• I do Plex also, but the only problem with a full blown PC DVR setup, more gear you have to keep on alive Re-tune channels, and not very simple to setup unless your already a Tech or know what you want to do, And if you like me, you already have a few PC’s, laptops already on all day between the kids and Mrs. I’ve done the HDHomeRun setup with Windows, plus Satellite Free to air tuner card at the same time. It works, but more electricity you are burning up. With the Simple TV setup, takes up 5 or 12 volts of power, plus it powers an external USB drive. It does one thing well, it tunes local channels and records them if you want. And it works with multiple devices, PC’s, Macs, Roku, iPads

      • I understand the set up issues could be a problem for many and the additional power drain as also being an issue. As to working with multiple devices, we can watch recordings on our PC (we have no Macs), Rokus, iPads, iPhones, etc..

        The big issue to me is the ongoing subscription for a program guide, something which could be implemented for free as Windows Media Center does. I think the same is true for BeyondTV. Why am I having to pay for something which could easily be provided at no extra charge? I might be willing to pay $1/month for the convenience, but not more than $100/year. And the argument that charging an outrageous subscription for something that is probably free for Simple.TV because their margins on the hardware are thin doesn’t convince me.

    • Why do we need to subscribe to if the signal is coming from my own antenna or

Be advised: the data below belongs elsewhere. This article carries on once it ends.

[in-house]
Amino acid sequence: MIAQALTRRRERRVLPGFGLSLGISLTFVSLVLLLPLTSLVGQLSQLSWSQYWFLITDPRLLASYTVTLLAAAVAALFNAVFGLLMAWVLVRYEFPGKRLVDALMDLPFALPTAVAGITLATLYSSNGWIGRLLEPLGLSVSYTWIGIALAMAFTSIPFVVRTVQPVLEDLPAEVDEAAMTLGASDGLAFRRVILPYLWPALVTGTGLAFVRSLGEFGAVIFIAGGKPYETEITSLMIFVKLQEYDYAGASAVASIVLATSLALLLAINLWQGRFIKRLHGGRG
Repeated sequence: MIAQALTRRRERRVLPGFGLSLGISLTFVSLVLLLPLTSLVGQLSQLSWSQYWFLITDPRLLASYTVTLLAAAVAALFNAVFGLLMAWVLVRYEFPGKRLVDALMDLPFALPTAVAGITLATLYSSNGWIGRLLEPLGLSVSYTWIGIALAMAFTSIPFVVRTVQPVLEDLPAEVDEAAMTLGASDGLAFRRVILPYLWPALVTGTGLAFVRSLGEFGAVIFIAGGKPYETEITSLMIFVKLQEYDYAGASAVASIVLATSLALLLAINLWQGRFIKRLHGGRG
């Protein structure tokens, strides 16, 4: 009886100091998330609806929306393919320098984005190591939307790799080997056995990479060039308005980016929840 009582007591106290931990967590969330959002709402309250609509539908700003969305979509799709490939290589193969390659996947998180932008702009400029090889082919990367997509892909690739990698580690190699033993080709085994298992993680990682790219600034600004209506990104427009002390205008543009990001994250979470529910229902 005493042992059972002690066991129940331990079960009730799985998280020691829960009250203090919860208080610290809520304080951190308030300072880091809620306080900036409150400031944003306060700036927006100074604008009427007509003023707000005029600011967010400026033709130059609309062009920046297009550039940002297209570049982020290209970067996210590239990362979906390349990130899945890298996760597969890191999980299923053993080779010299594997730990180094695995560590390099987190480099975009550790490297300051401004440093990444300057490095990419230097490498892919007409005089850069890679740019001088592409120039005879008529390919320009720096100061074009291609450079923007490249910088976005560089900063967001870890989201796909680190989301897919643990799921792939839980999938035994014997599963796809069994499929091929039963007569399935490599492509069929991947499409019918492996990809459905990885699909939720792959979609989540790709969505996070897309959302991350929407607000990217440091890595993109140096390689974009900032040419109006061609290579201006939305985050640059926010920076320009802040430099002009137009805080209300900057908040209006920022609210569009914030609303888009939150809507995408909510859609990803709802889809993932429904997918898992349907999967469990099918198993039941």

cable carriers? And yet this is similar to Silicondust Homerun Prime, can
      record and play to the any device with 2-tuner with (Cable card ready) and can
      record and scheduled using Windows Media Center. I can use my tablet or phone
      too using HomeRunTV apps.

      Windows Media Center automatically download new channel/programs listing
      depends in the area (zip code).

      I’m just curious, why and what is the benefit of annual or premium
      subscription? It doesn’t make sense to me the subscription, but only cost from
      your customer. PlayOn there’s a lifetime subscription too with recording just
      less than $50 and no cable or antenna needed and device. just only used
      servers and apps… device + subscription? device is fined to have
      cost but the service subscription is crap!

  3. When will a DVR service come out that doesn’t require a dang monthly subscription fee? And no, TiVo’s overpriced $500 option doesn’t count. There’s a big demand out there for such a solution, when will they figure out a monthly bill is the reason people are cutting the cord?!

    • The problem is that hardware is a tough business with very thin margins, especially if you go retail. So it’s hard fro companies in this space to make money with anything but a service fee. Plus, they all have to pay to get EPG data.

        • Stephen Gelinas

          I do think that staff should concentrate more on customer service and quality than producing new products.The happier that customers are,the more they will spread the word.

          • I hope the Simple.TV staff polish up the SimpleTV interface on the new box, I just dusted off my original Simple.TV device and plugged it back into my network for some over the air recordings. The configuration to set it up is not the best on the orignal box, you have be very patient, But when it works, it works great with both the Roku and iPad, Plus it even works from remote locations. It’s a perfect device for people that have cut the cord and just need local news and local stations. With my little 2 bay roof antenna My Simple.TV device is able to pick up about 22 digital channels out of the 24 I can get from my area. So not bad at all.